Kubrick goes on to say the following ”But for whatever it’s worth, I should like to add my praise and gratitude as a fellow director for the unearthly and brilliant contribution you have made to the world by your films.” Kubrick’s praise here for Bergman and his films is quite impressive, with the director informing Bergman that his work has made a contribution not only to cinema, but to the word – which is certainly a powerful statement to make.
I like the additional sentence which states the following: ”(I have never been in Sweden and have therefore never had the pleasure of seeing your theater work)” which is a confession of sorts, because Kubrick has yet to travel to Sweden (although Kubrick rarely left the UK, if ever, because of a fear of flying).
Kubrick’s letter goes on to state: ‘‘Your vision of life has moved me deeply, much more deeply than I have ever been moved by any films. I believe you are the greatest film-maker at work today.” which is again another bold statement from Kubrick. And one that reveals the effect that Bergman’s films have had on the young director, who was about to release Spartacus, which would cement his status as a big-time film director for Hollywood. But Kubrick would never be tamed by the beast that was Hollywood.
Kubrick also informs Bergman that he is ”unsurpassed by anyone in the creation of mood and atmosphere” which I have to agree with. Bergman has a way of creating a unique mood for every one of his films, and in this sentence we see that Kubrick believes that there is no other director (including Kubrick himself) that can match Bergman’s style. This reveals something a little too human about Kubrick, that he has insecurities…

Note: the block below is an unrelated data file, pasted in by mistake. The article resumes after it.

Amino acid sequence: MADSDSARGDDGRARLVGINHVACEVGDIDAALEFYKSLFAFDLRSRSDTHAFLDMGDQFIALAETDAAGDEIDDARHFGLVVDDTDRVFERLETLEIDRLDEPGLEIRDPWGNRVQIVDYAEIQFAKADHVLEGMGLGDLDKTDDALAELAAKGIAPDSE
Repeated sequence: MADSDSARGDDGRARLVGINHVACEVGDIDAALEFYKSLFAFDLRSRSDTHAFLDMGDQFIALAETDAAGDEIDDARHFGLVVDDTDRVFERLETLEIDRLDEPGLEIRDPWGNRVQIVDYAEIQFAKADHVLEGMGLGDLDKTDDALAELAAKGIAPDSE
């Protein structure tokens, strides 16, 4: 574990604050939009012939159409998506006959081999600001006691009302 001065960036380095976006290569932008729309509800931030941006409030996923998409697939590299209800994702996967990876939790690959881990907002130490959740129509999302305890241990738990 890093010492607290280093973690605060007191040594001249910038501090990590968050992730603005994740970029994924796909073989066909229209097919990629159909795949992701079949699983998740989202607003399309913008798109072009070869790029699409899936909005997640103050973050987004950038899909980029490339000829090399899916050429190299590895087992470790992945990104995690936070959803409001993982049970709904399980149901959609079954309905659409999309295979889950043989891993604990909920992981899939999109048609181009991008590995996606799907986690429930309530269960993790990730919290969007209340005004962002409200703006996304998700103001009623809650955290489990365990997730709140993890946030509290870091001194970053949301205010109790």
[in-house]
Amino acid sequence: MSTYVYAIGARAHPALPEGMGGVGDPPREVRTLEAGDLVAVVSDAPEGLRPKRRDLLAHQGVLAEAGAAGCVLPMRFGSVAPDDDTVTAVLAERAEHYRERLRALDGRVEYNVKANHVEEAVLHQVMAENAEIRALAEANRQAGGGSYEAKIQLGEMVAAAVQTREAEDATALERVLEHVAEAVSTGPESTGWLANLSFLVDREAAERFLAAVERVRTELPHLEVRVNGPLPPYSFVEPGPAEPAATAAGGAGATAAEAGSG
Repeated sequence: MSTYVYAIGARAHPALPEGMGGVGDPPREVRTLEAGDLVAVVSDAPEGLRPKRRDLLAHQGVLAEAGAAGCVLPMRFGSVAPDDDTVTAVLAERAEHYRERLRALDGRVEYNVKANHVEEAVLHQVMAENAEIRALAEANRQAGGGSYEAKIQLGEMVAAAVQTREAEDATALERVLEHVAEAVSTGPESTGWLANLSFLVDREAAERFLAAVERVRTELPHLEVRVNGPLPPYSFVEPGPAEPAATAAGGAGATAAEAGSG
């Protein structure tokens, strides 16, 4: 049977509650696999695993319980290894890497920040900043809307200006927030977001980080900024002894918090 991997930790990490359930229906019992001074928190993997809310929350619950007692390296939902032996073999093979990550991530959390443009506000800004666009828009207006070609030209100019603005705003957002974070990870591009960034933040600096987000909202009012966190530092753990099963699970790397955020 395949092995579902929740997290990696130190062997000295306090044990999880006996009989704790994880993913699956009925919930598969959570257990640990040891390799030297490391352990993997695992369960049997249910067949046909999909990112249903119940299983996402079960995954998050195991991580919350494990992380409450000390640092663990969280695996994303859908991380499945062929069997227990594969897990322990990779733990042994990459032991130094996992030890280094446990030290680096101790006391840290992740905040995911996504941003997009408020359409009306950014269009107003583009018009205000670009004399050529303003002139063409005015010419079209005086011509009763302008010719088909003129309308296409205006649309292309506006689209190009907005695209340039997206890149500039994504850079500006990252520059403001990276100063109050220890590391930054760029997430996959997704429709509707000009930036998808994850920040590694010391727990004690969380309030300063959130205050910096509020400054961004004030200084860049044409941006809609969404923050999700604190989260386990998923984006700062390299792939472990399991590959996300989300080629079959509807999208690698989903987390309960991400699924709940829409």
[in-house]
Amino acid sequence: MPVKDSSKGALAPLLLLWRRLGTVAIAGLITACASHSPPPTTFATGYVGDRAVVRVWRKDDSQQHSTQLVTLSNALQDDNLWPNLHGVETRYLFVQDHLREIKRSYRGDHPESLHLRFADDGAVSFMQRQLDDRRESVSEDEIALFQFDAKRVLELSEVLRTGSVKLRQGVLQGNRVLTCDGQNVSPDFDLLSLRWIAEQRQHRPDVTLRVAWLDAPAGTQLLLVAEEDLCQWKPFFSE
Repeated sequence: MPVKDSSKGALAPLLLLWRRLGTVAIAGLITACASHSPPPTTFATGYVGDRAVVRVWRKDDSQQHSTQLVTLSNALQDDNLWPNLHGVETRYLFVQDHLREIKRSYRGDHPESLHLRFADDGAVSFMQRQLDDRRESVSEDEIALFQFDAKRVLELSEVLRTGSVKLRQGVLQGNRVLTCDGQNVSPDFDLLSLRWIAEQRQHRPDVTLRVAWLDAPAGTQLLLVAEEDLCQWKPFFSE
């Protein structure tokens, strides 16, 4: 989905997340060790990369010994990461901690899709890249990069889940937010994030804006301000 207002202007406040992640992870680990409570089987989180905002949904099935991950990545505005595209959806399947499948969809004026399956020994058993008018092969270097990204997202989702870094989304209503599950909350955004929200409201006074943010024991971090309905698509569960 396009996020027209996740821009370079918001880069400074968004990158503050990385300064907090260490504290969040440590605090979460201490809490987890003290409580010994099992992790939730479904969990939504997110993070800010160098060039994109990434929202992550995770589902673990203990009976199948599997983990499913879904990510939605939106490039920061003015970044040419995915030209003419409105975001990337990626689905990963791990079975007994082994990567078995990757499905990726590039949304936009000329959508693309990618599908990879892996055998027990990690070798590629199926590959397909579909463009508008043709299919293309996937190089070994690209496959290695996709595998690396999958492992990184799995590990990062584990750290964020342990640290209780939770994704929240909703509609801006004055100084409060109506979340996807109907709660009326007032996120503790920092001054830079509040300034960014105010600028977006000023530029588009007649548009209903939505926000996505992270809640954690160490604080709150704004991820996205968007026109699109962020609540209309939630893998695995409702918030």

The letter finishes with Kubrick complimenting Max von Sydow and Ingrid Thulin, who were both regular’s in Bergman’s films, saying that Bergman is ”blessed” with them. Kubrick knows the importance of good actors, especially good devoted actors. His acknowledgement of the actors to the director, reflects his point-of-view that it is the director’s responsibility to draw out the best performance possible from his actors. Kubrick wishes the actors good luck with their future, as well as Bergman, which is a polite touch from Kubrick. The last line of the letter declares Kubrick’s eagerness for more films, and states how he looks forward to them- those fans can be so demanding!
Kubrick’s letter to Bergman is interesting as it helps to show how film is built up on influences and homages to previous film texts that have come before them. Kubrick incorporated a lot of Bergman-like techniques into his film making, as mentioned earlier in this piece The Shining is a perfect example of this as it references not only The Silence but Persona and The Hour of the Wolf.
The letter reveals a lot about the psyche of Kubrick himself, and shows the profound effect that Bergman’s work had on him, moving him deeply. I can’t find anything to say whether the two men ever met face-to-face, or if Bergman replied to the letter, but I like to think that they are in the afterlife now, playing a good old game of chess.